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Gerry's Blog

Free copy of Montezuma's Emerald

Some readers have had trouble getting copies of MONTEZUMA'S EMERALD, a short story in which Don Carlos meets his mortal enemy, Don Malvolio, face to face. To obtain a FREE copy, simply email geraldm3@verizon.net/ and you'll receive the story as an attachment to a return email.
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A Scattered People: Every May

From A SCATTERED PEOPLE (pg. 1). "Every May when spring at last comes to western Massachusetts, a small batch of phantom lilies [narcissus] blooms in my garden near the swamp."
Today these bulbs--carried by generations of women in my family from East to West and now by me back to New England--are in full bloom. Read More 
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Coming Soon: Volume 3 in the Buenaventura Series

A glimpse of THE LAST OF OUR KIND, vol. 3 of the Buenaventura Series.

The year is 1706. Santa Fe is threatened by Comanche war parties and French traders, and agents of the Spanish Inquisition have arrived in town in search of a brujo suspected of residing in Santa Fe.

That brujo, of course, is Don Carlos, who has been living in Santa Fe for two years under the name Don Alfonso Cabeza de Vaca, his true identity known to only a few close friends. Given the many dangers that threaten the town, will he be able to bring his brujo powers to bear for good and still keep his true identity secret? An amazing story with a spectacular ending is coming later in 2015. Read More 
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The Brujo and the Owl

For a recent birthday my dear friend Willie Van Ness wrote a long essay on the first two novels in the Buenaventura Series. I've quoted part of her summation below.
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Neither THE BRUJO'S WAY nor WHAT THE OWL SAW fall easily into familiar genres or marketing categories. Neither novel, therefore, is easy to characterize. In future blog postings I will mostly use the word "paranormal" as a more general category of the extra-normal as it occurs and functions in the two novels rather than "magic" and "supernatural," which I think would prematurely and arbitrarily limit how the author describes the varieties of extra-normal events throughout the two novels. The category of "fantasy" would also be limited and leave out a great deal, and "science fiction" would be almost wholly irrelevant.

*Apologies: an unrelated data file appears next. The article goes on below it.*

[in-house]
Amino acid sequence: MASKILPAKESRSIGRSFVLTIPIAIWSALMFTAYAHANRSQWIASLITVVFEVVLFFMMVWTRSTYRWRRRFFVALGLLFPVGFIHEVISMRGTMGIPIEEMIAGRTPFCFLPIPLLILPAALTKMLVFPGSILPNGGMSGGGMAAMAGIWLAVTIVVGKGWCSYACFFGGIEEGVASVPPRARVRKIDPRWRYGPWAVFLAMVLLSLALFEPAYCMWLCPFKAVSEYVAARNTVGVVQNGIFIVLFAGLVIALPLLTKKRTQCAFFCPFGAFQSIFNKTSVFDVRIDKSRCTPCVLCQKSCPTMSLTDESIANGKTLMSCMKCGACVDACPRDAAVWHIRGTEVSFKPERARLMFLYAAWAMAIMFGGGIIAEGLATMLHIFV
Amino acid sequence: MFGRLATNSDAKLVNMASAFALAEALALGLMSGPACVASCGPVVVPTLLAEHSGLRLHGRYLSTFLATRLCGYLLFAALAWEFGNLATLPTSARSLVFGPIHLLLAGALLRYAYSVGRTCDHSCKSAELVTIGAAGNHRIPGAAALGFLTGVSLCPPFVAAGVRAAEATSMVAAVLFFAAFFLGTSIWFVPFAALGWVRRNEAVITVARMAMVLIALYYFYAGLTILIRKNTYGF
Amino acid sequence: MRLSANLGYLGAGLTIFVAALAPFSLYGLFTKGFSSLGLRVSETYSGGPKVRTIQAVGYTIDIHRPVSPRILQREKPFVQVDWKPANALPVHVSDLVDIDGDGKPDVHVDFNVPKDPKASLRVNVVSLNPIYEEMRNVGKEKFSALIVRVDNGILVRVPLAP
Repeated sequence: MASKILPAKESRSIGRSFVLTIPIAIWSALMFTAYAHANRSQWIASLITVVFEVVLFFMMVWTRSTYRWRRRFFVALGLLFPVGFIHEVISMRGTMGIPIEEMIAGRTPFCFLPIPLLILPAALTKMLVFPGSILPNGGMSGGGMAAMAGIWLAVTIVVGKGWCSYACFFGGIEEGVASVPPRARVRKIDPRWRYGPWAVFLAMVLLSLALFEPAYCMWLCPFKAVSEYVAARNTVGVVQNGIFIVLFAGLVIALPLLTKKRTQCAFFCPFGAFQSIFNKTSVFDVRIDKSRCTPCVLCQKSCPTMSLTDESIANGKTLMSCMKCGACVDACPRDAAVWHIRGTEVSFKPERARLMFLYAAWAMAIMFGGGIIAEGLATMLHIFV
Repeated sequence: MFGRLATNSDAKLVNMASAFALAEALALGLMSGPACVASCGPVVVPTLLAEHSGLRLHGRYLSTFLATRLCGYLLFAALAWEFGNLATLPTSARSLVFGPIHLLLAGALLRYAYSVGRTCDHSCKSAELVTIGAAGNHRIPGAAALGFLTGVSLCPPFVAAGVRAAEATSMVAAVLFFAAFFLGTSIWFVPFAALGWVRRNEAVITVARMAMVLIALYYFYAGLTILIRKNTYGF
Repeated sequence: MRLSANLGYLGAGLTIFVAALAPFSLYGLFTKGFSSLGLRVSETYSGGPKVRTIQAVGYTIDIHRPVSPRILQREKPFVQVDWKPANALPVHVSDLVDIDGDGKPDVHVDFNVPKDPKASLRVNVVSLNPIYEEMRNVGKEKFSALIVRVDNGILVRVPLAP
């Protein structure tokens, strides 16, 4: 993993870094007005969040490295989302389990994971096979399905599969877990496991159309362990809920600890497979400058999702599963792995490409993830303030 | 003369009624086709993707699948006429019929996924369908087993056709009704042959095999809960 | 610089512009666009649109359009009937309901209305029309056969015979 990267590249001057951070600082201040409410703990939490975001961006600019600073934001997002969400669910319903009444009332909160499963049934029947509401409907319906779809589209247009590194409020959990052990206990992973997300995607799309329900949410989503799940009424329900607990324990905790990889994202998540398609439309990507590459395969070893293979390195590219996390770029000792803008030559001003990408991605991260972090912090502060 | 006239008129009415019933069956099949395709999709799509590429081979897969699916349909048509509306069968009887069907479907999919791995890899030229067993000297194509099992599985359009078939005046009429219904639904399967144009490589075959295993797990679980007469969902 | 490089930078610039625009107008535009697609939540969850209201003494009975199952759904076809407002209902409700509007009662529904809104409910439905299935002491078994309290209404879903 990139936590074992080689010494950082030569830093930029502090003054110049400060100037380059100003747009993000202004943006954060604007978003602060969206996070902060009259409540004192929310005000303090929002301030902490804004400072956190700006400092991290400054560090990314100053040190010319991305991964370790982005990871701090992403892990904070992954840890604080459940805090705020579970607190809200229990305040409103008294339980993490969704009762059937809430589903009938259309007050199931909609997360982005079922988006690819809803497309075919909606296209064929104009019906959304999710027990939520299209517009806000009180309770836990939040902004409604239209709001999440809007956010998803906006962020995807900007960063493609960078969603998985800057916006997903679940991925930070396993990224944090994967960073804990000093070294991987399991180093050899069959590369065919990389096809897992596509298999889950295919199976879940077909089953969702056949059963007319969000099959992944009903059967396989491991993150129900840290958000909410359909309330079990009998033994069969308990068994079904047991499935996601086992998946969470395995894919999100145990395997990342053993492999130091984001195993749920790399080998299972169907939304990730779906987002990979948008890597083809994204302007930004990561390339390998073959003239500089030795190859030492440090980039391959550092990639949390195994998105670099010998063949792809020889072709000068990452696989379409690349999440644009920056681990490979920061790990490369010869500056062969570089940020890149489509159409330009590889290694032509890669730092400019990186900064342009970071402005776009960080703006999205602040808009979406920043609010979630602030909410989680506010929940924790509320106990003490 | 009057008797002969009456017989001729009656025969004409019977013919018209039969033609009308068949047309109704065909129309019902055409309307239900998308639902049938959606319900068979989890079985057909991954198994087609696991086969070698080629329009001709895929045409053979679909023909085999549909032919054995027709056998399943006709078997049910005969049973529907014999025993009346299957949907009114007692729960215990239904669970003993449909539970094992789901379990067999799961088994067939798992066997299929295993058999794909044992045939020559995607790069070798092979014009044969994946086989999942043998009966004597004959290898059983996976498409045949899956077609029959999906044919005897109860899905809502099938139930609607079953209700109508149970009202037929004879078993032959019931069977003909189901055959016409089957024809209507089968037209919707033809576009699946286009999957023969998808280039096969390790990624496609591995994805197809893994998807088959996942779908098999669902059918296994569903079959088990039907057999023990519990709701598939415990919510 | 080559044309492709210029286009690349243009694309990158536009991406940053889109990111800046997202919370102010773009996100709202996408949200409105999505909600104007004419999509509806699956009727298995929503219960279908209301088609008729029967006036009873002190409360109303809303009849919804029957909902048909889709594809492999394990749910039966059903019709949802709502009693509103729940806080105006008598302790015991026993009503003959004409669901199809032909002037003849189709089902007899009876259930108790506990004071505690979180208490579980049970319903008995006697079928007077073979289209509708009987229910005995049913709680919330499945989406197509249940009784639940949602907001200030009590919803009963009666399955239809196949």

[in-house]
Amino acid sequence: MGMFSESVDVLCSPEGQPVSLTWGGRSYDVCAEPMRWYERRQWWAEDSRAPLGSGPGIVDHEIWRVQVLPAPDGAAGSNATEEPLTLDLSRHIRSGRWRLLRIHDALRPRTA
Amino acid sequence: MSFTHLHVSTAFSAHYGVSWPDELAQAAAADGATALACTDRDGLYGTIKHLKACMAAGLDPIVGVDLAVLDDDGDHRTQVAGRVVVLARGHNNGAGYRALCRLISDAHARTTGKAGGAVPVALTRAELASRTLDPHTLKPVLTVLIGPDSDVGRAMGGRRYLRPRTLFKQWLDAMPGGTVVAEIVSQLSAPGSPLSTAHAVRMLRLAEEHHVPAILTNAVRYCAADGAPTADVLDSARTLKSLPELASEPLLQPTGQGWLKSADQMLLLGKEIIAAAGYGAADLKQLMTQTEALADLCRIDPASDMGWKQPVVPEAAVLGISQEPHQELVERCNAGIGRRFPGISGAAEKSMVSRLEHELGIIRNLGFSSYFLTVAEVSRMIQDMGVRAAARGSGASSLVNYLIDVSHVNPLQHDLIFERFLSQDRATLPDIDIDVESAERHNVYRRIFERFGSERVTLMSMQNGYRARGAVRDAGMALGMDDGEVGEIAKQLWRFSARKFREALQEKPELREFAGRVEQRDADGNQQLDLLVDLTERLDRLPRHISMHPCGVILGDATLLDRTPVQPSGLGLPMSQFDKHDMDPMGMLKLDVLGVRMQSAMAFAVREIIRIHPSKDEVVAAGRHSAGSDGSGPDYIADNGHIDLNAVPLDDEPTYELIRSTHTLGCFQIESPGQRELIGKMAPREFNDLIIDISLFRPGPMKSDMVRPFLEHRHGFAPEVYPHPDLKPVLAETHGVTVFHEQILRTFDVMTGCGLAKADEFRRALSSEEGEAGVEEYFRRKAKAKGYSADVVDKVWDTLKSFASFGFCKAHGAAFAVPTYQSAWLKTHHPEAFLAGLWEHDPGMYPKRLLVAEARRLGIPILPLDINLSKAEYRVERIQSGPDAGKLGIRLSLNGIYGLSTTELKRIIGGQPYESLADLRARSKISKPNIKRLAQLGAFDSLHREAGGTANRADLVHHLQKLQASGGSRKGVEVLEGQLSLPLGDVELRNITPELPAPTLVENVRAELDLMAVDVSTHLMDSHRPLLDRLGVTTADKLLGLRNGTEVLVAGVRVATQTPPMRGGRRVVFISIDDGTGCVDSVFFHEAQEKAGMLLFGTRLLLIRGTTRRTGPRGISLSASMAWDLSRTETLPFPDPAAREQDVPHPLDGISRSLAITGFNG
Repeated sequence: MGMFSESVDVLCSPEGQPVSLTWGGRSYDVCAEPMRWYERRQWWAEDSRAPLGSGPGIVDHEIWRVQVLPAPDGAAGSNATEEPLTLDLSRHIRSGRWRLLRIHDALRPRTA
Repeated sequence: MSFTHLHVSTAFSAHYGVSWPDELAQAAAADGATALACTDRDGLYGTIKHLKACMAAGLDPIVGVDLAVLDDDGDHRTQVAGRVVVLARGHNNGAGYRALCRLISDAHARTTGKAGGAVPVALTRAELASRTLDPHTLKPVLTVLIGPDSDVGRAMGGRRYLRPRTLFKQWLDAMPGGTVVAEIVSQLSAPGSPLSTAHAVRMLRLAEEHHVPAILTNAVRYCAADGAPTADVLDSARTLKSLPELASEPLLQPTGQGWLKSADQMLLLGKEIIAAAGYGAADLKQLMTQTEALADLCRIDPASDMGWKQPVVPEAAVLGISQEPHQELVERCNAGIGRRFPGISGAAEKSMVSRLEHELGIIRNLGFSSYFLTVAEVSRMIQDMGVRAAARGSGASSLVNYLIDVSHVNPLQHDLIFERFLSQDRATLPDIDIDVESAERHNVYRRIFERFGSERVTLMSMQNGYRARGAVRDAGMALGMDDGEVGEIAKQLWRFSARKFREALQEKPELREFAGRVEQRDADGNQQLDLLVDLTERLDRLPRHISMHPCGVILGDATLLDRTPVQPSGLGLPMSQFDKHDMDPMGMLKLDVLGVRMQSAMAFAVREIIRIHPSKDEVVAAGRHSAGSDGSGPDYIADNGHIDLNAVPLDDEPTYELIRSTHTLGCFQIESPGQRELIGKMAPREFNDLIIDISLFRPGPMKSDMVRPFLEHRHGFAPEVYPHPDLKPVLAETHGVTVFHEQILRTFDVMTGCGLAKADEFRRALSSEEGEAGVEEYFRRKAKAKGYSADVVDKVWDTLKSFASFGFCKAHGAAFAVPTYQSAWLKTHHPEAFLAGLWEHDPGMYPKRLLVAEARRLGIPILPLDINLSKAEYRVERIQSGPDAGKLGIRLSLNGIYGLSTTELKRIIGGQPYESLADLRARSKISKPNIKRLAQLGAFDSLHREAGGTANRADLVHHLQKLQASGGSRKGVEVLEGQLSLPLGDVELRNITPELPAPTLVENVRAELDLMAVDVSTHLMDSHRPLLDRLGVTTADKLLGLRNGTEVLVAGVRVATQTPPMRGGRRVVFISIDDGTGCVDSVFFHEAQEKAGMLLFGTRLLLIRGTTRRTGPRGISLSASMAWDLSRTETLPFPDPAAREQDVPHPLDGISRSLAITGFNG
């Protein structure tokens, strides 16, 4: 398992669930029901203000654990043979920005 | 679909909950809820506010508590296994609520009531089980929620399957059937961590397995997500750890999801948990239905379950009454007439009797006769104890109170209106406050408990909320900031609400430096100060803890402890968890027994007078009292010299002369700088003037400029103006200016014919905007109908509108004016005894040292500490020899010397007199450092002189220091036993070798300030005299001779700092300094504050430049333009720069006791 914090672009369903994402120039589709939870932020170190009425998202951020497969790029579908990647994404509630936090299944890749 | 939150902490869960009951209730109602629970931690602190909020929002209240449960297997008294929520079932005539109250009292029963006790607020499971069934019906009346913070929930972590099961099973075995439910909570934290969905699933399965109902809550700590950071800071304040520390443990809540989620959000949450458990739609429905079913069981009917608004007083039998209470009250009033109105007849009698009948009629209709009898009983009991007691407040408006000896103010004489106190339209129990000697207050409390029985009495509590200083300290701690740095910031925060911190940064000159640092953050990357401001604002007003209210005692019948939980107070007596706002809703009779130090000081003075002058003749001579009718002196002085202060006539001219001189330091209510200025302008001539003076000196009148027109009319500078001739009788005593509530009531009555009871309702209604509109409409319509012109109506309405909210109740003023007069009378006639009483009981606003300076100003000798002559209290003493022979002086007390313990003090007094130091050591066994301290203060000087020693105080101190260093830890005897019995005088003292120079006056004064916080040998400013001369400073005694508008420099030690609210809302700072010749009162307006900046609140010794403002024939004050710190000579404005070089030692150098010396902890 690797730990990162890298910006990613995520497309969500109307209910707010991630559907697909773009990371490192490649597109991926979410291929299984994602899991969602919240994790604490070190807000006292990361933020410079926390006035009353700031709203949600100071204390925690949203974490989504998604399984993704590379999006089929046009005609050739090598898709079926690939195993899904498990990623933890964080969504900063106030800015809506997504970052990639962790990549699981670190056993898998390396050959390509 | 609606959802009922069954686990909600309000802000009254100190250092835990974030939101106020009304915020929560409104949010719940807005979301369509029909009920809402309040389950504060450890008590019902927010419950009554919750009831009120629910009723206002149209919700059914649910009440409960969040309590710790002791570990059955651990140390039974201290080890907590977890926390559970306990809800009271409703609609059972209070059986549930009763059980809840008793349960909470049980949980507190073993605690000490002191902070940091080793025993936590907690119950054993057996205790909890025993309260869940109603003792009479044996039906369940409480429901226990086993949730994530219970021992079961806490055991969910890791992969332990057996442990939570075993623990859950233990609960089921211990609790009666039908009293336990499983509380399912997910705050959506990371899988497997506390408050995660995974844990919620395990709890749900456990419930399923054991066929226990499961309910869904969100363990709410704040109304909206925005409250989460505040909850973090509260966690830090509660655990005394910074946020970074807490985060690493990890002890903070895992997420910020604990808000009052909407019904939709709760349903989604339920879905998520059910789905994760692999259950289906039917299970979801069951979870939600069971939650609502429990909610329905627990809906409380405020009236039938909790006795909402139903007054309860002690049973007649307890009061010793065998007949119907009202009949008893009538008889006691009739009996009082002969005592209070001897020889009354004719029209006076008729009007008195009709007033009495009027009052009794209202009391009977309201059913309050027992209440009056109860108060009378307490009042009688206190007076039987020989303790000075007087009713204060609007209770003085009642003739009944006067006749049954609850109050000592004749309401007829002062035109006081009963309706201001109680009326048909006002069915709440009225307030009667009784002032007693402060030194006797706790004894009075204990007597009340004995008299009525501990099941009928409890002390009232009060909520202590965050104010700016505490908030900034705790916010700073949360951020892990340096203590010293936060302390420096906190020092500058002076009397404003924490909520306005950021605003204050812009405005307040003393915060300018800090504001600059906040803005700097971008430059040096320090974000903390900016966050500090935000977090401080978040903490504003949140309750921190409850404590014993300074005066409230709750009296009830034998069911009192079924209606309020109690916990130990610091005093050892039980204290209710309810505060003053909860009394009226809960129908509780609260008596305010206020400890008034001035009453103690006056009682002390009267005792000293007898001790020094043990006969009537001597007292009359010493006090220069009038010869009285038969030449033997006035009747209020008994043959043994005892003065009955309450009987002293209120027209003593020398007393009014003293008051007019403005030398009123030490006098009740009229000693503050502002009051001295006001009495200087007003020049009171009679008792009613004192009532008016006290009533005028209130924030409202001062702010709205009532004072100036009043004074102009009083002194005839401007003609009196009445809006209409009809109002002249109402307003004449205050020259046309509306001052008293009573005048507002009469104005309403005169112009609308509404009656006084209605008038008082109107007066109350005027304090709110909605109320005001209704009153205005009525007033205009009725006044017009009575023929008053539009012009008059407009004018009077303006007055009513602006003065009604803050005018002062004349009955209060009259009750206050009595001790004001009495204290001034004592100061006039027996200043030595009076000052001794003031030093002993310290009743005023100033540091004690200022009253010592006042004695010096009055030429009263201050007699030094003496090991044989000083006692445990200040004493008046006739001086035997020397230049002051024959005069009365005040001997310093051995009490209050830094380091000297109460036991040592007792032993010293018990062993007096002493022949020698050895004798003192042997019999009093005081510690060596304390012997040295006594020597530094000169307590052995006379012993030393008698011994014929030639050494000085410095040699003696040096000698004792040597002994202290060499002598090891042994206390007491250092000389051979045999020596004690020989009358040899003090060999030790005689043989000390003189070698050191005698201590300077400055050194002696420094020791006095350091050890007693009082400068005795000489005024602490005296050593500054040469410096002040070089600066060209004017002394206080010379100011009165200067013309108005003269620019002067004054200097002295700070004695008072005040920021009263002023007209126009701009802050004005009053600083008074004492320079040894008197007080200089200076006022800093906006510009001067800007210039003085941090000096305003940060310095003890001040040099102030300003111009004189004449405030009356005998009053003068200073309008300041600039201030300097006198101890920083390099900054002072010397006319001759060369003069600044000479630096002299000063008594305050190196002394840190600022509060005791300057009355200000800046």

The upshot of this is that varieties of extra-normal and normal events in the novels mix in ways that pretty much defy easy categorization. Both novels are at base relatively traditional forms of literature that reflect their author's roots in the special time and period of spiritual questing and popularization of the quest that took place in American culture during the 1960s and continues to the present day. I am going to further suggest the category of "opera" as a perhaps secondary reference--that McFarland has thus far written a two-act opera, an American prose opera with some kinship to the complex forms introduced by Rogers and Hammerstein in their early 1940s transformations of the American musical form in "Oklahoma" and "Carousel." McFarland's novels are set in their specific moment of early American history--the aftermath of the Pueblo Revolt of 1680 in New Mexico. The time and lives of the inhabitants of the Spanish colonial settlement of Santa Fe are carefully and respectfully portrayed. A no-frills portrayal of the period and location is faithfully rendered. Then elaborate special effects of spectacle-fantasy unexpectedly and repeatedly metamorphose throughout both novels to enrich a relaxed and seemingly mundane context. In the opera form everything is permitted!  Read More 
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